Holmes recalled that he didn't bat an eye when the doctors proposed an experimental radiation and drug procedure to help boost these cells, even though it had been tested almost solely in mice. "As long as there was any percentage of hope, I just shot for that," he said of the decision he made last year. "I felt privileged to be a human guinea pig."
Findings published in the Sept. 29 issue of the New England Journal of Medicine suggest that the new therapy pioneered at Stanford University School of Medicine has paid off for Holmes and other lymphoma and leukemia patients. Holmes became the 40th person to undergo this procedure after Stanford researchers had shown that it could boost the relative levels of regulatory T cells in the immune system of mice - an effect that turned out to be beneficial before undergoing a hematopoietic (blood) stem cell transplantation, a common treatment for blood cancers.
Blood stem cell transplantation replaces the cancerous blood cells of a leukemia or lymphoma patient with those from a healthy donor. The transplantation cures the cancer, but in up to 80 percent of the cases there is a potentially deadly side effect: The donor's incoming immune cells attack the patient's body as "foreign" in what is known as graft-versus-host disease.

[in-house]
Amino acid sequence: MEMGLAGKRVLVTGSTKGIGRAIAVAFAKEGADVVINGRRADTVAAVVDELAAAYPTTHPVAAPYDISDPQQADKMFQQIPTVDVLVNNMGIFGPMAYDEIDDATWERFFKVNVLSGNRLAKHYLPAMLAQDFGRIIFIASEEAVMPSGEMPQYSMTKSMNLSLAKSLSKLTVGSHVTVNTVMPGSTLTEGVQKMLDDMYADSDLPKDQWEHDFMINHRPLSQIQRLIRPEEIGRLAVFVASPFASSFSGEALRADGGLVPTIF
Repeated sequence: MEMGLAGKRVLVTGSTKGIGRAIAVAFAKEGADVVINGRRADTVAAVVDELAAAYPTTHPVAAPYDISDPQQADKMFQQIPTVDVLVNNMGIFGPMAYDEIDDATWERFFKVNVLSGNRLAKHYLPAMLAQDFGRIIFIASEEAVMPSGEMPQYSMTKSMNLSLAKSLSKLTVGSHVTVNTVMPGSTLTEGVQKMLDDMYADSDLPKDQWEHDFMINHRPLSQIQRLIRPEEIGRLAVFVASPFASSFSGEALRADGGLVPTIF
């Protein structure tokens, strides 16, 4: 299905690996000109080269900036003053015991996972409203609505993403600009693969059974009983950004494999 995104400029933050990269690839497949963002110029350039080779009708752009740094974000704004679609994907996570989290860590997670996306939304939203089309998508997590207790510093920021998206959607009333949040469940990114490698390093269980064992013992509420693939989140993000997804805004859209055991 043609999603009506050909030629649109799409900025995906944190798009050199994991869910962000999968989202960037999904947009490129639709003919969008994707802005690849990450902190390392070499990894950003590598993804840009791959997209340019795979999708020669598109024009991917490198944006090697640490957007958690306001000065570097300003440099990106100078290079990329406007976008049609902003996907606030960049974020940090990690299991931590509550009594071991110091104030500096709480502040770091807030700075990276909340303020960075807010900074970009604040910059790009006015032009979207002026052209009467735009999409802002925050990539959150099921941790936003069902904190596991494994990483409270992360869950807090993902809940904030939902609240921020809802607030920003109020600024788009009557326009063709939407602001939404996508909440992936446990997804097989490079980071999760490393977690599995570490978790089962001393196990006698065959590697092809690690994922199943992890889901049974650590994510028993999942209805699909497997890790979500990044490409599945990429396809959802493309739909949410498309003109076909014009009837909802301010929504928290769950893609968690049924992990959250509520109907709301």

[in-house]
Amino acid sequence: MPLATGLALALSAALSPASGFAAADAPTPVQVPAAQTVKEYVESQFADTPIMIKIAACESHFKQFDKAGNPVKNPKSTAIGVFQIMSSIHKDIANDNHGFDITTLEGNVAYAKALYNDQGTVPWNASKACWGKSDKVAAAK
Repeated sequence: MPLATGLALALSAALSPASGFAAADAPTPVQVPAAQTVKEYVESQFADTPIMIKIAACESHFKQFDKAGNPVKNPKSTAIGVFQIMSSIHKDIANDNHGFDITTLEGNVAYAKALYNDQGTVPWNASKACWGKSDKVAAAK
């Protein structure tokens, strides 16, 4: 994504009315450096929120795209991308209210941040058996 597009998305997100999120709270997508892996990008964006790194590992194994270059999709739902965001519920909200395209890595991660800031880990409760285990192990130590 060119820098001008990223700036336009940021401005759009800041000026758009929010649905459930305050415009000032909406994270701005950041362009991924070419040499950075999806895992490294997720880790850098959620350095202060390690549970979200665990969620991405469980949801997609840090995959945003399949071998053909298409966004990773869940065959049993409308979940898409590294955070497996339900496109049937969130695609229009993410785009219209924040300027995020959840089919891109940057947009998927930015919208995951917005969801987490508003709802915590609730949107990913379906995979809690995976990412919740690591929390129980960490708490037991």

The new method tested at Stanford appears to retain the desired result of the transplantation - killing the cancerous cells - without inducing the acute form of graft-versus-host disease. "It allows you to throw out the one effect but not the other," said Samuel Strober, MD, professor of medicine (immunology and rheumatology) and the senior author of the study.
Among the 37 study participants included in the National Institutes of Health-funded clinical trial,
Contact: Mitzi Baker
Stanford University Medical Center